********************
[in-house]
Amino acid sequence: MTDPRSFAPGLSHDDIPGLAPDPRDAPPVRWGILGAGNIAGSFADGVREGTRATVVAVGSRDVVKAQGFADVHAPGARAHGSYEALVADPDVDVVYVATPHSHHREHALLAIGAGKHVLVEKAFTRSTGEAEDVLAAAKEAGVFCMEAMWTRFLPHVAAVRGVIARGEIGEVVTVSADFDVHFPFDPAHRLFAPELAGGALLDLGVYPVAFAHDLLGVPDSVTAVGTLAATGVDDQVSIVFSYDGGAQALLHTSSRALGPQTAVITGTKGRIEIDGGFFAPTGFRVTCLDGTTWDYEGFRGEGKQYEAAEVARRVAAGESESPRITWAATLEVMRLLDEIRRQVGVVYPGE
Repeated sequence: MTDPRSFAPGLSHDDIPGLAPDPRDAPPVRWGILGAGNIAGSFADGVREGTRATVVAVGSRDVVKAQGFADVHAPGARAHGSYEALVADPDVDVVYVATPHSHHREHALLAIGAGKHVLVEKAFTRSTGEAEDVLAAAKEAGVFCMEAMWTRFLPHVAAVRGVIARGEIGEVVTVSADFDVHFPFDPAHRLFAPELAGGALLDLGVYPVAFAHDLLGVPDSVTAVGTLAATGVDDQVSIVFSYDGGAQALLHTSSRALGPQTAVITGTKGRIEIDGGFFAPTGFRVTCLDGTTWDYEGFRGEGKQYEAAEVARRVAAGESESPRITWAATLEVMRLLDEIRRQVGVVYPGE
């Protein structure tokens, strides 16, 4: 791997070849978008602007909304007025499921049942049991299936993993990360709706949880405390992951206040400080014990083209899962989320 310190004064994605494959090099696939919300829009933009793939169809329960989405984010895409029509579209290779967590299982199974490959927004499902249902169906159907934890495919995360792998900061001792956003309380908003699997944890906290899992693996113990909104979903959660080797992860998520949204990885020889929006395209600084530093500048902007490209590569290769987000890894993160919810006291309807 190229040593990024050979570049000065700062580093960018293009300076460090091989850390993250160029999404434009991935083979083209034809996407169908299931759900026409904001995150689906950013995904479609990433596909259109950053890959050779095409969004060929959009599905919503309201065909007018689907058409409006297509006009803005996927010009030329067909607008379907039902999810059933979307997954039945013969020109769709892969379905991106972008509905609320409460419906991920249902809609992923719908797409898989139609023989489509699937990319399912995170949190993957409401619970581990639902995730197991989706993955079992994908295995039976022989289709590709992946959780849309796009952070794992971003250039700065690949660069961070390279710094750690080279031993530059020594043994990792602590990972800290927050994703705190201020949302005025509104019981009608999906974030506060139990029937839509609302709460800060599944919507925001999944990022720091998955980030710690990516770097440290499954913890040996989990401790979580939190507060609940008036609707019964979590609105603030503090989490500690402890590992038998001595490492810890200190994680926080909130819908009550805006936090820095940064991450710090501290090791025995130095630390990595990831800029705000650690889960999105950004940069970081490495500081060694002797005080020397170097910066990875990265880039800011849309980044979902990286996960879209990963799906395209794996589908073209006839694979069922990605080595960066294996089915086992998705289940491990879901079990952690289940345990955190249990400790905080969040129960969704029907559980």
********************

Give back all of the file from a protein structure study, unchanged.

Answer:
[in-house]
Amino acid sequence: MTDPRSFAPGLSHDDIPGLAPDPRDAPPVRWGILGAGNIAGSFADGVREGTRATVVAVGSRDVVKAQGFADVHAPGARAHGSYEALVADPDVDVVYVATPHSHHREHALLAIGAGKHVLVEKAFTRSTGEAEDVLAAAKEAGVFCMEAMWTRFLPHVAAVRGVIARGEIGEVVTVSADFDVHFPFDPAHRLFAPELAGGALLDLGVYPVAFAHDLLGVPDSVTAVGTLAATGVDDQVSIVFSYDGGAQALLHTSSRALGPQTAVITGTKGRIEIDGGFFAPTGFRVTCLDGTTWDYEGFRGEGKQYEAAEVARRVAAGESESPRITWAATLEVMRLLDEIRRQVGVVYPGE
Repeated sequence: MTDPRSFAPGLSHDDIPGLAPDPRDAPPVRWGILGAGNIAGSFADGVREGTRATVVAVGSRDVVKAQGFADVHAPGARAHGSYEALVADPDVDVVYVATPHSHHREHALLAIGAGKHVLVEKAFTRSTGEAEDVLAAAKEAGVFCMEAMWTRFLPHVAAVRGVIARGEIGEVVTVSADFDVHFPFDPAHRLFAPELAGGALLDLGVYPVAFAHDLLGVPDSVTAVGTLAATGVDDQVSIVFSYDGGAQALLHTSSRALGPQTAVITGTKGRIEIDGGFFAPTGFRVTCLDGTTWDYEGFRGEGKQYEAAEVARRVAAGESESPRITWAATLEVMRLLDEIRRQVGVVYPGE
């Protein structure tokens, strides 16, 4: 791997070849978008602007909304007025499921049942049991299936993993990360709706949880405390992951206040400080014990083209899962989320 310190004064994605494959090099696939919300829009933009793939169809329960989405984010895409029509579209290779967590299982199974490959927004499902249902169906159907934890495919995360792998900061001792956003309380908003699997944890906290899992693996113990909104979903959660080797992860998520949204990885020889929006395209600084530093500048902007490209590569290769987000890894993160919810006291309807 190229040593990024050979570049000065700062580093960018293009300076460090091989850390993250160029999404434009991935083979083209034809996407169908299931759900026409904001995150689906950013995904479609990433596909259109950053890959050779095409969004060929959009599905919503309201065909007018689907058409409006297509006009803005996927010009030329067909607008379907039902999810059933979307997954039945013969020109769709892969379905991106972008509905609320409460419906991920249902809609992923719908797409898989139609023989489509699937990319399912995170949190993957409401619970581990639902995730197991989706993955079992994908295995039976022989289709590709992946959780849309796009952070794992971003250039700065690949660069961070390279710094750690080279031993530059020594043994990792602590990972800290927050994703705190201020949302005025509104019981009608999906974030506060139990029937839509609302709460800060599944919507925001999944990022720091998955980030710690990516770097440290499954913890040996989990401790979580939190507060609940008036609707019964979590609105603030503090989490500690402890590992038998001595490492810890200190994680926080909130819908009550805006936090820095940064991450710090501290090791025995130095630390990595990831800029705000650690889960999105950004940069970081490495500081060694002797005080020397170097910066990875990265880039800011849309980044979902990286996960879209990963799906395209794996589908073209006839694979069922990605080595960066294996089915086992998705289940491990879901079990952690289940345990955190249990400790905080969040129960969704029907559980």